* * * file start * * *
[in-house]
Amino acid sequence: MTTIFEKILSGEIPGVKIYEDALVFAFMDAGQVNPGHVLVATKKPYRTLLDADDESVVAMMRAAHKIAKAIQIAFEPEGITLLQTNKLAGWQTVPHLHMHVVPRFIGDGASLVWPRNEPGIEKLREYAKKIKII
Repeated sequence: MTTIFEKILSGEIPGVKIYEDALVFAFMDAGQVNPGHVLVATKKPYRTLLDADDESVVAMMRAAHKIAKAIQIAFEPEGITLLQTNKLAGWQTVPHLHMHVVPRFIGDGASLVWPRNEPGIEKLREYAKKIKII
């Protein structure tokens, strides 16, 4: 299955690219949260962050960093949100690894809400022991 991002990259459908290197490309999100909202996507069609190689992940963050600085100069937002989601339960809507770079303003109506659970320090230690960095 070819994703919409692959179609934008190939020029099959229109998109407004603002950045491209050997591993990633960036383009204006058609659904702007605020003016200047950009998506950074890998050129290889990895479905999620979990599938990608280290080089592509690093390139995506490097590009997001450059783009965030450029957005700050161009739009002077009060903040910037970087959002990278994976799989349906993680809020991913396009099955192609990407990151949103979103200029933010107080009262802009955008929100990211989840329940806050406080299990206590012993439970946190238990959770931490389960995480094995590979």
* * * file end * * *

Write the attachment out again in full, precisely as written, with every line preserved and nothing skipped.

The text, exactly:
[in-house]
Amino acid sequence: MTTIFEKILSGEIPGVKIYEDALVFAFMDAGQVNPGHVLVATKKPYRTLLDADDESVVAMMRAAHKIAKAIQIAFEPEGITLLQTNKLAGWQTVPHLHMHVVPRFIGDGASLVWPRNEPGIEKLREYAKKIKII
Repeated sequence: MTTIFEKILSGEIPGVKIYEDALVFAFMDAGQVNPGHVLVATKKPYRTLLDADDESVVAMMRAAHKIAKAIQIAFEPEGITLLQTNKLAGWQTVPHLHMHVVPRFIGDGASLVWPRNEPGIEKLREYAKKIKII
């Protein structure tokens, strides 16, 4: 299955690219949260962050960093949100690894809400022991 991002990259459908290197490309999100909202996507069609190689992940963050600085100069937002989601339960809507770079303003109506659970320090230690960095 070819994703919409692959179609934008190939020029099959229109998109407004603002950045491209050997591993990633960036383009204006058609659904702007605020003016200047950009998506950074890998050129290889990895479905999620979990599938990608280290080089592509690093390139995506490097590009997001450059783009965030450029957005700050161009739009002077009060903040910037970087959002990278994976799989349906993680809020991913396009099955192609990407990151949103979103200029933010107080009262802009955008929100990211989840329940806050406080299990206590012993439970946190238990959770931490389960995480094995590979």